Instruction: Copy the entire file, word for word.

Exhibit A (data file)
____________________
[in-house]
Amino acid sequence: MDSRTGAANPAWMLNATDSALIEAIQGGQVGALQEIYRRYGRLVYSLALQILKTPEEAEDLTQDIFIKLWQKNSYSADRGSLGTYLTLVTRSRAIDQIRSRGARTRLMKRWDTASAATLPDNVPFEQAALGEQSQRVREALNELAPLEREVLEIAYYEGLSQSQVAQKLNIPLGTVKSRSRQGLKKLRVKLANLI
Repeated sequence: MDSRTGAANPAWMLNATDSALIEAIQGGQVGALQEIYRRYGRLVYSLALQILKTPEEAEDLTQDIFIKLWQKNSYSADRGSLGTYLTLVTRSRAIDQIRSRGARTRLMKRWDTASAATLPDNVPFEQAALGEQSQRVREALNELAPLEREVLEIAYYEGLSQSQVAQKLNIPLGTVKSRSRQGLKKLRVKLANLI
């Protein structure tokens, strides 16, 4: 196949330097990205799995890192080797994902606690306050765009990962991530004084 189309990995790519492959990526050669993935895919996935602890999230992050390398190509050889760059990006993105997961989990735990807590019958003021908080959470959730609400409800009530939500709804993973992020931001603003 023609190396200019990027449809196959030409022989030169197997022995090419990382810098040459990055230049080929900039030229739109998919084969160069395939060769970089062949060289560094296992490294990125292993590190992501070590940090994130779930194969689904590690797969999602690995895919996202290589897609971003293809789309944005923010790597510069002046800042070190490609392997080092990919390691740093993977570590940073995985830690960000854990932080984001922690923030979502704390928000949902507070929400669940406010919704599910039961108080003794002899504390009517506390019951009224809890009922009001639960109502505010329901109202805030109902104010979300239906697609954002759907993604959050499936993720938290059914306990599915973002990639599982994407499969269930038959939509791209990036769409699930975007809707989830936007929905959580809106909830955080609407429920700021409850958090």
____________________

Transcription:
[in-house]
Amino acid sequence: MDSRTGAANPAWMLNATDSALIEAIQGGQVGALQEIYRRYGRLVYSLALQILKTPEEAEDLTQDIFIKLWQKNSYSADRGSLGTYLTLVTRSRAIDQIRSRGARTRLMKRWDTASAATLPDNVPFEQAALGEQSQRVREALNELAPLEREVLEIAYYEGLSQSQVAQKLNIPLGTVKSRSRQGLKKLRVKLANLI
Repeated sequence: MDSRTGAANPAWMLNATDSALIEAIQGGQVGALQEIYRRYGRLVYSLALQILKTPEEAEDLTQDIFIKLWQKNSYSADRGSLGTYLTLVTRSRAIDQIRSRGARTRLMKRWDTASAATLPDNVPFEQAALGEQSQRVREALNELAPLEREVLEIAYYEGLSQSQVAQKLNIPLGTVKSRSRQGLKKLRVKLANLI
């Protein structure tokens, strides 16, 4: 196949330097990205799995890192080797994902606690306050765009990962991530004084 189309990995790519492959990526050669993935895919996935602890999230992050390398190509050889760059990006993105997961989990735990807590019958003021908080959470959730609400409800009530939500709804993973992020931001603003 023609190396200019990027449809196959030409022989030169197997022995090419990382810098040459990055230049080929900039030229739109998919084969160069395939060769970089062949060289560094296992490294990125292993590190992501070590940090994130779930194969689904590690797969999602690995895919996202290589897609971003293809789309944005923010790597510069002046800042070190490609392997080092990919390691740093993977570590940073995985830690960000854990932080984001922690923030979502704390928000949902507070929400669940406010919704599910039961108080003794002899504390009517506390019951009224809890009922009001639960109502505010329901109202805030109902104010979300239906697609954002759907993604959050499936993720938290059914306990599915973002990639599982994407499969269930038959939509791209990036769409699930975007809707989830936007929905959580809106909830955080609407429920700021409850958090």